The defeat seemed only to galvanize division proponents. Once again they pushed a constitutional convention bill through the 1885 territorial legislature, and this time they found support from newly appointed governor Gilbert Pierce. The second convention met at Germania Hall in Sioux Falls and drafted another document that was overwhelmingly approved (25,138-6,527).

Sen. Harrison again introduced a bill in Congress calling for South Dakota statehood, but the Democratically-controlled House defeated it. Prospects remained slim as long as Democrats held the House, and Harrison even predicted that nothing would advance the cause until the presidential election of 1888. That’s when Harrison himself became president, and both houses of Congress fell under Republican control. Seeing the writing on the wall, Congress passed an Omnibus Bill creating South Dakota and four other states on Feb. 20, 1889, just before the new administration took office. President Grover Cleveland signed it with a quill pen made with the feather of an eagle killed in Dakota Territory.

When President Harrison signed the official proclamation admitting South Dakota on Nov. 2, it came none too soon for one of statehood’s greatest champions. Joseph Ward died on Dec. 11. He was 52, and the state he worked so hard to create was just six weeks old.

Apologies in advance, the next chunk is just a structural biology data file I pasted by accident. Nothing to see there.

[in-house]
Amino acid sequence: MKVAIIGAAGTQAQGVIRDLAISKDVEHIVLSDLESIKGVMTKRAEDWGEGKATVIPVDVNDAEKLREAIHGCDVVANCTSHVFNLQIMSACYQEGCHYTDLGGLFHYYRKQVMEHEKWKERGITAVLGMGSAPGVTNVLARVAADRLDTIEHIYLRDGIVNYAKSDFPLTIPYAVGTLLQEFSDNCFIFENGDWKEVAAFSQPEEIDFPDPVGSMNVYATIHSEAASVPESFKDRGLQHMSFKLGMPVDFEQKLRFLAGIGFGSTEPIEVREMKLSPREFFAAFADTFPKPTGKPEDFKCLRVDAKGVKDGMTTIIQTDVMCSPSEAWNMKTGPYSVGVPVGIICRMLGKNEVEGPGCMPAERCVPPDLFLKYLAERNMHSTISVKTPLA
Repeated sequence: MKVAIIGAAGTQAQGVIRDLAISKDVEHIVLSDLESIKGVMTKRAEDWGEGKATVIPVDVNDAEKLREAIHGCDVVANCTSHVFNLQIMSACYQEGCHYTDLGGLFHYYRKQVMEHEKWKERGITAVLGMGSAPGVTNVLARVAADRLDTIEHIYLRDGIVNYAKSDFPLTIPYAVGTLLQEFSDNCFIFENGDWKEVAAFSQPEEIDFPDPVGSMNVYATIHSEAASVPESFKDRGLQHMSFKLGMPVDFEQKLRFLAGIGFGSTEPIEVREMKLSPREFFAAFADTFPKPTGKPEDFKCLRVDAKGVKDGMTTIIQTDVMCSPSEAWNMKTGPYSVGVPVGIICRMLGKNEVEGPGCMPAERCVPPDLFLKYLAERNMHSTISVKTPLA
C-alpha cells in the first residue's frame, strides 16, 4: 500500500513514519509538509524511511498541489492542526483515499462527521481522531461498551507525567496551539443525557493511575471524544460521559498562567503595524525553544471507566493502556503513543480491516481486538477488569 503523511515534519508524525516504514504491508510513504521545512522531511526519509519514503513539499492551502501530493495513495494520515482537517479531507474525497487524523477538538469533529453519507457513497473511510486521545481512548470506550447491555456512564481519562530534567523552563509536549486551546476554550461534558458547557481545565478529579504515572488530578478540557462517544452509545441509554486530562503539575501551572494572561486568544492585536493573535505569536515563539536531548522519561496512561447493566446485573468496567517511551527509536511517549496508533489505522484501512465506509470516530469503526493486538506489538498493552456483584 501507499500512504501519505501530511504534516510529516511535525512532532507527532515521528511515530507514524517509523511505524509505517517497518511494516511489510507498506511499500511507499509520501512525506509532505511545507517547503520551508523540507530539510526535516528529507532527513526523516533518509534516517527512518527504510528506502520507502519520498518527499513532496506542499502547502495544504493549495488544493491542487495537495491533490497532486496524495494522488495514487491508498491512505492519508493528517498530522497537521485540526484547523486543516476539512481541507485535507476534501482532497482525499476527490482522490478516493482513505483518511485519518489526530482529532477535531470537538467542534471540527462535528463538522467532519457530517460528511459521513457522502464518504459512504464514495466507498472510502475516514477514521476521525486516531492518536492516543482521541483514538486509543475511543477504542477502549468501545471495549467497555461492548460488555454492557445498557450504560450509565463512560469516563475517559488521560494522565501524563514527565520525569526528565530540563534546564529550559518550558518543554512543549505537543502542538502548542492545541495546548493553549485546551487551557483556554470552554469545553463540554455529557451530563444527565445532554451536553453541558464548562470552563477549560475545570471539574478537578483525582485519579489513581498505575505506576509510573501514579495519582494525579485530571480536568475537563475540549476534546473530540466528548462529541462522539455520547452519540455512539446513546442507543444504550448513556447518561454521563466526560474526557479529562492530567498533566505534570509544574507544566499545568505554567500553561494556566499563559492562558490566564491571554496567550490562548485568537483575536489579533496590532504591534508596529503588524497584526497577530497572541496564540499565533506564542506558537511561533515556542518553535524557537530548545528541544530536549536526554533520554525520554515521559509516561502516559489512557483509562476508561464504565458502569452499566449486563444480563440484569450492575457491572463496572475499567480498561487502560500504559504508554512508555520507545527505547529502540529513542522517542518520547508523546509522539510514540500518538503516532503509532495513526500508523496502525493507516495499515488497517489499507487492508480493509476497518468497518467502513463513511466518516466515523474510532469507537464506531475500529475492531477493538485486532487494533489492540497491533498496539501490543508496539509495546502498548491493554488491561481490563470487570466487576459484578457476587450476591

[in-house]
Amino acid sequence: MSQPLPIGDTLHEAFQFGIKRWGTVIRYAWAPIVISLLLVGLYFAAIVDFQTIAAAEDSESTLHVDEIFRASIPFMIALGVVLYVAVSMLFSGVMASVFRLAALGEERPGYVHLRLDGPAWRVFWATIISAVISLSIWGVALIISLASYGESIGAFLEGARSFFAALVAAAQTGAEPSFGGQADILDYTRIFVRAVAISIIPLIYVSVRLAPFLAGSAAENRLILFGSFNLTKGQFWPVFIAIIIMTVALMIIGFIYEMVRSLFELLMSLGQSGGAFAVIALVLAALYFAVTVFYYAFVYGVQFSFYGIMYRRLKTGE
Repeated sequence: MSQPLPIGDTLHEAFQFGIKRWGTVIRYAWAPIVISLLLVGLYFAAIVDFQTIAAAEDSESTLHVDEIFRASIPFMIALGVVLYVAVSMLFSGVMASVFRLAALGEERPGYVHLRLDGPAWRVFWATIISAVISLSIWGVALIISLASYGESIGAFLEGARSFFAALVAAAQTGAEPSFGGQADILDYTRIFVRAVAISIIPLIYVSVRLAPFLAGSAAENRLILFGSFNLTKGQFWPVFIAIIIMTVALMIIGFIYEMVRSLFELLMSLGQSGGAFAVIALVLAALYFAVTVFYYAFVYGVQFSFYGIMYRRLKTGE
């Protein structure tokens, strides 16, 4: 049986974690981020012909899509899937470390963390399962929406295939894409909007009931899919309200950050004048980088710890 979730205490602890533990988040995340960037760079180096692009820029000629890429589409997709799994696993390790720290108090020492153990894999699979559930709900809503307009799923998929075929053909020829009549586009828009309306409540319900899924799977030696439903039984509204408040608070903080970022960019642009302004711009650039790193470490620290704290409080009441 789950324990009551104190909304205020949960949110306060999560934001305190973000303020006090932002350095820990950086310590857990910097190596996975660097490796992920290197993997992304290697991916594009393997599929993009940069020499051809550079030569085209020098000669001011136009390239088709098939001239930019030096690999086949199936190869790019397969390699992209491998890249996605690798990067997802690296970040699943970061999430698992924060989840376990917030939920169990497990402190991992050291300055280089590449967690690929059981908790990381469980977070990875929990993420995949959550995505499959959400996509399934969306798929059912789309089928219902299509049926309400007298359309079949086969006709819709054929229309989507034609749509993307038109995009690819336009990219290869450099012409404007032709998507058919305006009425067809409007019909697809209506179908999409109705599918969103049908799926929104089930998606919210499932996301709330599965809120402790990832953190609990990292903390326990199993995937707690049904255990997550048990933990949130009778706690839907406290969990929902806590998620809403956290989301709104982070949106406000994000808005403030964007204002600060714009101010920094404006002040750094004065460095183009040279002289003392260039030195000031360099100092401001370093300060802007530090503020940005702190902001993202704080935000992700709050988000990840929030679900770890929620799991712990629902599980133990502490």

South Dakota began its 125th year on Nov. 2. Over 800,000 people live here today and love its prairies, lakes, mountains and rivers. For that, we owe a debt of gratitude to the men who shared ideas around the Thanksgiving table and committed themselves to creating a new and better home.

 

Comments

06:20 pm - Tue, November 26 2013
Jim said:
Beadle was a smart guy. The school lands trust has survived more than a century, the principal is never allowed to decrease and it generates around 12 million dollars every year. Really good ideas seem to last long enough to be taken for granted.The people that fought for them are usually forgotten.
05:27 am - Wed, November 27 2013
Ed said:
Thanks, John a great history lesson and a lot I had not heard before so THANKS.
04:15 pm - Wed, December 4 2013
Donald Hone said:
perseverance and courage of convictions is what finally won out. Great things are done by men and women who will commit themselves to a cause that they are convinced is for the good of many. We could use some of those now, as we are in trouble as a nation. God Bless the United States of America
04:52 pm - Fri, November 7 2014
Dan said:
Thanks for the informative article. Truly it's fitting that Mr.Ward's statue along with Beadle's should represent our state. Though younger generations may feel someone more contemporary should replace them, no one could have done for South Dakota as much as Joseph Ward did. All subsequent generations owe him the deepest debt of gratitude. Thanks for reminding us of that!